Now that you have written your first kernel module, it's time to take
off the training wheels and move on to building a custom kernel. No
more distro kernels for you, for this task you must run your own kernel.
And use git! Exciting isn't it! No, oh, ok...
The tasks for this round is:
- download Linus's latest git tree from git.kernel.org (you have to
figure out which one is his, it's not that hard, just remember what
his last name is and you should be fine.)
- build it, install it, and boot it. You can use whatever kernel
configuration options you wish to use, but you must enable
- show proof of booting this kernel. Bonus points for you if you do
it on a "real" machine, and not a virtual machine (virtual machines
are acceptable, but come on, real kernel developers don't mess
around with virtual machines, they are too slow. Oh yeah, we aren't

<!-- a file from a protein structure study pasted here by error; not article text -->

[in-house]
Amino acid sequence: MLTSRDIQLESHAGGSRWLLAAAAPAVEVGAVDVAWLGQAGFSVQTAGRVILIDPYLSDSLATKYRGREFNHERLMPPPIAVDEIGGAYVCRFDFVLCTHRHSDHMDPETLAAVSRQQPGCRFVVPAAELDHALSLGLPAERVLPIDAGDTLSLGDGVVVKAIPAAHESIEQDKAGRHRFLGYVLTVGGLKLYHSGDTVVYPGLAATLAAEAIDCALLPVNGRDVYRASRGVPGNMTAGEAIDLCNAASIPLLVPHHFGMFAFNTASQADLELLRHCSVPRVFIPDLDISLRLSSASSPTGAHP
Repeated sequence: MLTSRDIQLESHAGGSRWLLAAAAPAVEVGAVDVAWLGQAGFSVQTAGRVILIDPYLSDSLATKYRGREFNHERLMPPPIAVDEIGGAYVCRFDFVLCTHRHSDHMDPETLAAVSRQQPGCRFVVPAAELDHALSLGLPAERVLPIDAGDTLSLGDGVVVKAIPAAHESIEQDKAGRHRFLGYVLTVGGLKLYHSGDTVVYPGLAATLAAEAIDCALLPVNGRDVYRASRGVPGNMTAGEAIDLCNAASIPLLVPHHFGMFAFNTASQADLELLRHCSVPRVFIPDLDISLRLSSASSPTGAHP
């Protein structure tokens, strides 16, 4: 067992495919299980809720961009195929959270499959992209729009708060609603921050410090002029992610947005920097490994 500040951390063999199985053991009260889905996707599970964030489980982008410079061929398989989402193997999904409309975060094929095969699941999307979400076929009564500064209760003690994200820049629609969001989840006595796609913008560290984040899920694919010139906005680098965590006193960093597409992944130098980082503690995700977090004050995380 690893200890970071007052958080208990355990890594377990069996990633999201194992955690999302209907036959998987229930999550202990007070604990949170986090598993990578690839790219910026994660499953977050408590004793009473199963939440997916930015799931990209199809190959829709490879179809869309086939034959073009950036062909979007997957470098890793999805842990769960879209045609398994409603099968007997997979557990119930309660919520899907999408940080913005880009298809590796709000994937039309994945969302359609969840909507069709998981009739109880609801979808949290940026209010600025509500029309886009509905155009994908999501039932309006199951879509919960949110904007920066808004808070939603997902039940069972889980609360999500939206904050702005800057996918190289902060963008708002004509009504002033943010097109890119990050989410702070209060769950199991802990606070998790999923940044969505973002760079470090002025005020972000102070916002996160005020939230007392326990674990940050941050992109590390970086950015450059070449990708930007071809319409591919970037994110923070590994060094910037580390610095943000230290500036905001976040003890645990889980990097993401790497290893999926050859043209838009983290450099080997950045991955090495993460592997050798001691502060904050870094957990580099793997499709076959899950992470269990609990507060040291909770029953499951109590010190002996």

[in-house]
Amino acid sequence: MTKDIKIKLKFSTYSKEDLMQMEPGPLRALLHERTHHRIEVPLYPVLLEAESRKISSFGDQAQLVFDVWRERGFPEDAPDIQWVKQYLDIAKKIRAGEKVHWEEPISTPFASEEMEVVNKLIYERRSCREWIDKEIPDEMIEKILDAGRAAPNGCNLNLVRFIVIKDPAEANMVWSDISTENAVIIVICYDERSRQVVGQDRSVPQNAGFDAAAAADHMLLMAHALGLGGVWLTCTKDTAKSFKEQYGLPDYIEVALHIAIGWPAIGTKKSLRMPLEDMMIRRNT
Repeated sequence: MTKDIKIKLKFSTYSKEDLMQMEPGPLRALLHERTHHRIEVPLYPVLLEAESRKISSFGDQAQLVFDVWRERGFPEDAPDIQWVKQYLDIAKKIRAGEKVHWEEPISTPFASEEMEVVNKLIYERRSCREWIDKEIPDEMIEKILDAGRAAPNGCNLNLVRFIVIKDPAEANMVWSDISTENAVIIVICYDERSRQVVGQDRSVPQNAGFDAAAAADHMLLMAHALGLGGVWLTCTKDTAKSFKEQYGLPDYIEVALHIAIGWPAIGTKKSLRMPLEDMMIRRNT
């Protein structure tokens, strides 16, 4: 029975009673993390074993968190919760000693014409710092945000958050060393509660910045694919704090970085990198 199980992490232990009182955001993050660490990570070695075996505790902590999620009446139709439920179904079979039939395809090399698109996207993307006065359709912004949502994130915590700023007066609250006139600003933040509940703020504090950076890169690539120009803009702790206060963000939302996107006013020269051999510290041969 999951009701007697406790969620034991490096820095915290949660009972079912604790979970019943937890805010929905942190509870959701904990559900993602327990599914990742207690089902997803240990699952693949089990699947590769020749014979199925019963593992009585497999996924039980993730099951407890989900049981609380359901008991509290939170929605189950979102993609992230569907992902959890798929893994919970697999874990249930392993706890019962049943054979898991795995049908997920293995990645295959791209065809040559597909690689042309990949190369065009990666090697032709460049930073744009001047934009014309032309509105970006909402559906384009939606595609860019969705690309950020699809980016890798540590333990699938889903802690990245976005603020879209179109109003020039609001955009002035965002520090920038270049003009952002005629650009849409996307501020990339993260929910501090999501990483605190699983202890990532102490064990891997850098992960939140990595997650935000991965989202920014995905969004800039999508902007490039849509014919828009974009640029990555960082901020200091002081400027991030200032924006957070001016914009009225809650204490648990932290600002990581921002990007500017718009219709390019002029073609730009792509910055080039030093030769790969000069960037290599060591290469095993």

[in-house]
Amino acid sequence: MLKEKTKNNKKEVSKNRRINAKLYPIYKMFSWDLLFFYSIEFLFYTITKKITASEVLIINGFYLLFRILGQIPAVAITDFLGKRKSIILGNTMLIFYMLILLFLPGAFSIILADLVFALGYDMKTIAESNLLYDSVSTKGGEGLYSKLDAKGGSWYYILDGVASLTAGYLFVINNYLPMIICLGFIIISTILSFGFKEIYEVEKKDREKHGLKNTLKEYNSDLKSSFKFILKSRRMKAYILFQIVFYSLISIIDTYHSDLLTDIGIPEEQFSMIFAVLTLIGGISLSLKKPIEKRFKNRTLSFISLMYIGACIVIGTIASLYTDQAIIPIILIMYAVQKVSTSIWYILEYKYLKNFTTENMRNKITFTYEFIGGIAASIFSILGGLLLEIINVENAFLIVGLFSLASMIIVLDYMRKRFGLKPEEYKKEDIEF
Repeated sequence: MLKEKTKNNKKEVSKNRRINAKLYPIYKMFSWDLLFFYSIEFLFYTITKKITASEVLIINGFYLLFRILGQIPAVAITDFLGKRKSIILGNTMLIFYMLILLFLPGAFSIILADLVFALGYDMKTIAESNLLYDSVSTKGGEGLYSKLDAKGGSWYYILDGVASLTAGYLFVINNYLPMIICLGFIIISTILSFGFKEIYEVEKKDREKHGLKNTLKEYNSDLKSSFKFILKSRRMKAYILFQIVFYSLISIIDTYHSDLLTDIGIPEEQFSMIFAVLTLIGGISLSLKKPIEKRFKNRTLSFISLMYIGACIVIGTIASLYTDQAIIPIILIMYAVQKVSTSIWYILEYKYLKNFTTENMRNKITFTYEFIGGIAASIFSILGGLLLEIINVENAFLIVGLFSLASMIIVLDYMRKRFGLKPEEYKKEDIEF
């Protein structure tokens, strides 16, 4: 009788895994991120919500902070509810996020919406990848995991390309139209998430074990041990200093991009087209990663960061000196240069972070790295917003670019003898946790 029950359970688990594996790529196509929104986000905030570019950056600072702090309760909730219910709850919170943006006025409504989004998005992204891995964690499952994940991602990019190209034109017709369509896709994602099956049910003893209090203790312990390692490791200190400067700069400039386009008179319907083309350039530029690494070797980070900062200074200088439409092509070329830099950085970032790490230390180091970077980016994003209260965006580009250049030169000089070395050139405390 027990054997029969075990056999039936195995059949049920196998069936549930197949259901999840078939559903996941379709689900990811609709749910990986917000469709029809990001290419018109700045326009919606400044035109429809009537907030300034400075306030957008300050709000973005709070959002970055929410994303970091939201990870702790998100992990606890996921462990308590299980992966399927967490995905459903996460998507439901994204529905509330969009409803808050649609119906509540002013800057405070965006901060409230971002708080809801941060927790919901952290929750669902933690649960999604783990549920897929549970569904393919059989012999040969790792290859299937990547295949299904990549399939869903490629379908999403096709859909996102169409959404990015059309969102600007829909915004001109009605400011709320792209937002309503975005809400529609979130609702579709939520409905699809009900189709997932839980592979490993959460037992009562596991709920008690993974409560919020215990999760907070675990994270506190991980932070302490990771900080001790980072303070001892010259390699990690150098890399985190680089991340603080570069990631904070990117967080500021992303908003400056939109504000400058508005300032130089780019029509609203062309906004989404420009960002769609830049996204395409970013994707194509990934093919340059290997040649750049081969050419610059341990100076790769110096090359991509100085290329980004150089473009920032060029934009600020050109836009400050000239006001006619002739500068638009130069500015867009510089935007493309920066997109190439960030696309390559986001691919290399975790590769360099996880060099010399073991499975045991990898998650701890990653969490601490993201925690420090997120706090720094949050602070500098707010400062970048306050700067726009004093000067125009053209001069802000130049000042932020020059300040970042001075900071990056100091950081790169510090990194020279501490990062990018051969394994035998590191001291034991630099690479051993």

real kernel developers just yet. Well, I'm not anyway, I'm just a
script...) Again, proof of running this kernel is up to you, I'm
sure you can do well.
Hint, you should look into the 'make localmodconfig' option, and base
your kernel configuration on a working distro kernel configuration.
Don't sit there and answer all 1625 different kernel configuration
options by hand, even I, a foolish script, know better than to do that!
After doing this, don't throw away that kernel and git tree and
configuration file. You'll be using it for later tasks, a working
kernel configuration file is a precious thing, all kernel developers
have one they have grown and tended to over the years. This is the
start of a long journey with yours, don't discard it like was a broken
umbrella, it deserves better than that.